and simplifications and the numerical methods used to solve the final set of
equations.  Provide comparisons with experimental data, covering a wide range
of scales, to demonstrate the applicability of the code and of the modeling
procedures of the subcooled blowdown portion of the transient.  In addition,
discuss application of the code to the multi-dimensional aspects of the
reactor geometry.

If an approved vendor code is used to obtain the asymmetric pressure
difference across the core support barrel, state the name and version of the
code used and the date of the NRC acceptance of the code.

2.  If the assessment of the asymmetric pressure difference across the core
support barrel is made without the use of a hydraulic blowdown code, present
the methodology used to evaluate the asymmetric loads and provide
justification that this assessment provides a conservative estimate of the
effects of the postulated LOCA.

A compartment multi-node, space-time pressure response analysis is necessary
to determine the external forces and moments on components.  Analyses should
be performed to determine the pressure transient resulting from postulated hot
leg and cold leg reactor coolant system pipe ruptures within the reactor
cavity and any pipe penetrations.  If applicable, similar analyses should be
performed for steam generator compartments that may be subject to
pressurization where significant component support loads may result.  This
information can be provided to encompass a group of similarly designed plants
(generic approach) or a purely plant specific (custom plant) evaluation can be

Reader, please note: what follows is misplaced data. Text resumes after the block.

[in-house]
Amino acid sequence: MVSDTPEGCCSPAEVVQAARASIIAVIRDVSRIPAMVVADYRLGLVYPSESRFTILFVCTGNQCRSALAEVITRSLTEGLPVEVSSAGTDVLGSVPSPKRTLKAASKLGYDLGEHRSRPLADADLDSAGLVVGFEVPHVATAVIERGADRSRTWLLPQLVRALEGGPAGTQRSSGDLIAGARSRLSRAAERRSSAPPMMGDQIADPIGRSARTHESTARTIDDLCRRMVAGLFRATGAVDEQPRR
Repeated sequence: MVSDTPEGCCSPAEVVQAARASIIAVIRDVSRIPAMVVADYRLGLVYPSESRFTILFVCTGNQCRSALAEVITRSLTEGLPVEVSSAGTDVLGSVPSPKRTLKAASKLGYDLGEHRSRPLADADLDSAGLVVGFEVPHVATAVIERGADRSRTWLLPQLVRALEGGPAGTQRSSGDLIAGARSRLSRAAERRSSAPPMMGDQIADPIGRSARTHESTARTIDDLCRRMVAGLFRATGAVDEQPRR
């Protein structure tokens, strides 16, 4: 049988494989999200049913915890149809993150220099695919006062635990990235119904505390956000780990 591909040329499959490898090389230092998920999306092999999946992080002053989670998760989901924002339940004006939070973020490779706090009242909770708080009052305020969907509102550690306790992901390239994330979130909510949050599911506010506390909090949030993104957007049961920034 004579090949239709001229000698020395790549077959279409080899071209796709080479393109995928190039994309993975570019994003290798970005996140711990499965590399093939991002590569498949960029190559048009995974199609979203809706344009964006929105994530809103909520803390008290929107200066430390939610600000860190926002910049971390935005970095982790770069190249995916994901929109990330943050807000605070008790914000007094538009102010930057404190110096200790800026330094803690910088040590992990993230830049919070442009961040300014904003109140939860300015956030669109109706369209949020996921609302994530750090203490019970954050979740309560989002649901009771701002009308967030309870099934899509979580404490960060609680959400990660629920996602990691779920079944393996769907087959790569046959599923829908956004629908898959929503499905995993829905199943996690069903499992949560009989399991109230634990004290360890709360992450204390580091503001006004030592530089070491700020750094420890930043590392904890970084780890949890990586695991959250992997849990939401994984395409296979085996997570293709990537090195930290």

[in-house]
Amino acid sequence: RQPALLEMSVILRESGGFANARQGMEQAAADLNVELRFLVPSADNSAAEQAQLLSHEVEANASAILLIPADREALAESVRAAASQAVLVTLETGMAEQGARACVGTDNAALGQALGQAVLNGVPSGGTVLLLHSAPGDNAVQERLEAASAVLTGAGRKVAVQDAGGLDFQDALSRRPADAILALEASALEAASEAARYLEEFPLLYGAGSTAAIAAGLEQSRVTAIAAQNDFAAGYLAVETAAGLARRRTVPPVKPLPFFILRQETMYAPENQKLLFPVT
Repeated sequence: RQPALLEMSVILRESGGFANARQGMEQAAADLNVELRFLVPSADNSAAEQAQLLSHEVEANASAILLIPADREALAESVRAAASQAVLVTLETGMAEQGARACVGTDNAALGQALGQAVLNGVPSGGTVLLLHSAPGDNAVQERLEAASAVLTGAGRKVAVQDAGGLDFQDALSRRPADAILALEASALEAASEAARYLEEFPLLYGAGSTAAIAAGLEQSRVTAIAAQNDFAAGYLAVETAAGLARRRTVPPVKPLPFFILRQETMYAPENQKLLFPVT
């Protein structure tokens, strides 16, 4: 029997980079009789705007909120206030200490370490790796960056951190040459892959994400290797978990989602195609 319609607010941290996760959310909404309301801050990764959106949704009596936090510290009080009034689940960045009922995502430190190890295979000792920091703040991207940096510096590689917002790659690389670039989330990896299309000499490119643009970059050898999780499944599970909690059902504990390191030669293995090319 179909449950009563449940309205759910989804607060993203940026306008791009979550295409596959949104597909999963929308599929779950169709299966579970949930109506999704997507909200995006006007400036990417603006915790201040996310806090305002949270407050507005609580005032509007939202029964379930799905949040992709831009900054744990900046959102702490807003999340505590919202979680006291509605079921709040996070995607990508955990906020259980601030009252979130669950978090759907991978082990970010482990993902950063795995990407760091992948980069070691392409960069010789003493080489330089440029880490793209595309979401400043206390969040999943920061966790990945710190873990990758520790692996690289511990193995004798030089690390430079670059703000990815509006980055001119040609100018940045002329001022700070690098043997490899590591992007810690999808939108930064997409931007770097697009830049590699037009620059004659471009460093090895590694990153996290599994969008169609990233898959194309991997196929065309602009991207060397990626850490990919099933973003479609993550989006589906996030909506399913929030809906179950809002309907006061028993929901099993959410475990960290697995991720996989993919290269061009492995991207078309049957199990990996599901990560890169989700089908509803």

developed.  In either case, the proposed method of evaluation and principal
assumptions to be used in the analysis should be provided for review in
advance of the final load assessment.

For generic evaluations, perform a survey of the plants to be included and
identify the principle parameters which may vary from plant to plant.  For
instance, this should include blowdown rate and geometrical variations in
principle dimensions, volumes, vent areas, and vent locations.  A typical or
lead plant should be selected to perform sensitivity and envelope
calculations.  These analyses should include:

(1)  nodal model development for the configuration representing the most
restrictive geometry; i.e., requiring the greatest nodalization;

(2)  the most restrictive configuration regarding vent areas and obstructions
to flow should be analyzed; and,

(3)  sensitivity to code data input should be evaluated; e.g., loss
coefficients, inertia terms, vent areas, nodal volumes, and any other input
data where there may be variations from plant to plant or uncertainty for the
given plant..

                                    - 4 -

These studies should be directed at evaluating the maximum lateral and
vertical force and moment time functions, recognizing that models may be
different for lateral as opposed to vertical load definitions.